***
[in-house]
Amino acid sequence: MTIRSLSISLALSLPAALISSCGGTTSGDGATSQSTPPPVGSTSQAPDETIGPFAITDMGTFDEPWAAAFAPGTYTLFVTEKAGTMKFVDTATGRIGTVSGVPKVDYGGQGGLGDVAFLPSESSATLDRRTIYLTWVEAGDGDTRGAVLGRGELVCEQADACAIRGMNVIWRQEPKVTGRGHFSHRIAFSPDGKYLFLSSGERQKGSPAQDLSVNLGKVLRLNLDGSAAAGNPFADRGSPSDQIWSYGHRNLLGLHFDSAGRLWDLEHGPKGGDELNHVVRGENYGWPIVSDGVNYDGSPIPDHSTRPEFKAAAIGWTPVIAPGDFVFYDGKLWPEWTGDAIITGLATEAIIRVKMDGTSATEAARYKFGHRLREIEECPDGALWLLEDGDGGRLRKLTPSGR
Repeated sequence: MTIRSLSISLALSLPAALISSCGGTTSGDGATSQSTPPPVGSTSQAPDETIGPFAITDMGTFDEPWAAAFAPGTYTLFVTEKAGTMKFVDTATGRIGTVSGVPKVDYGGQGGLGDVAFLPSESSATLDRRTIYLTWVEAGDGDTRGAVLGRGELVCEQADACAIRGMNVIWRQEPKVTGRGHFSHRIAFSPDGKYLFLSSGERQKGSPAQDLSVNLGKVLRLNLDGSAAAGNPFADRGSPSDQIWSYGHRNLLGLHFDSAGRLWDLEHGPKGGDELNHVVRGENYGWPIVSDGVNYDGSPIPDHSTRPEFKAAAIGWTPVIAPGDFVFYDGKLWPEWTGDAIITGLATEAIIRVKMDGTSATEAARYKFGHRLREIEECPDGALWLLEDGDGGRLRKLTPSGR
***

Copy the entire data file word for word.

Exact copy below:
[in-house]
Amino acid sequence: MTIRSLSISLALSLPAALISSCGGTTSGDGATSQSTPPPVGSTSQAPDETIGPFAITDMGTFDEPWAAAFAPGTYTLFVTEKAGTMKFVDTATGRIGTVSGVPKVDYGGQGGLGDVAFLPSESSATLDRRTIYLTWVEAGDGDTRGAVLGRGELVCEQADACAIRGMNVIWRQEPKVTGRGHFSHRIAFSPDGKYLFLSSGERQKGSPAQDLSVNLGKVLRLNLDGSAAAGNPFADRGSPSDQIWSYGHRNLLGLHFDSAGRLWDLEHGPKGGDELNHVVRGENYGWPIVSDGVNYDGSPIPDHSTRPEFKAAAIGWTPVIAPGDFVFYDGKLWPEWTGDAIITGLATEAIIRVKMDGTSATEAARYKFGHRLREIEECPDGALWLLEDGDGGRLRKLTPSGR
Repeated sequence: MTIRSLSISLALSLPAALISSCGGTTSGDGATSQSTPPPVGSTSQAPDETIGPFAITDMGTFDEPWAAAFAPGTYTLFVTEKAGTMKFVDTATGRIGTVSGVPKVDYGGQGGLGDVAFLPSESSATLDRRTIYLTWVEAGDGDTRGAVLGRGELVCEQADACAIRGMNVIWRQEPKVTGRGHFSHRIAFSPDGKYLFLSSGERQKGSPAQDLSVNLGKVLRLNLDGSAAAGNPFADRGSPSDQIWSYGHRNLLGLHFDSAGRLWDLEHGPKGGDELNHVVRGENYGWPIVSDGVNYDGSPIPDHSTRPEFKAAAIGWTPVIAPGDFVFYDGKLWPEWTGDAIITGLATEAIIRVKMDGTSATEAARYKFGHRLREIEECPDGALWLLEDGDGGRLRKLTPSGR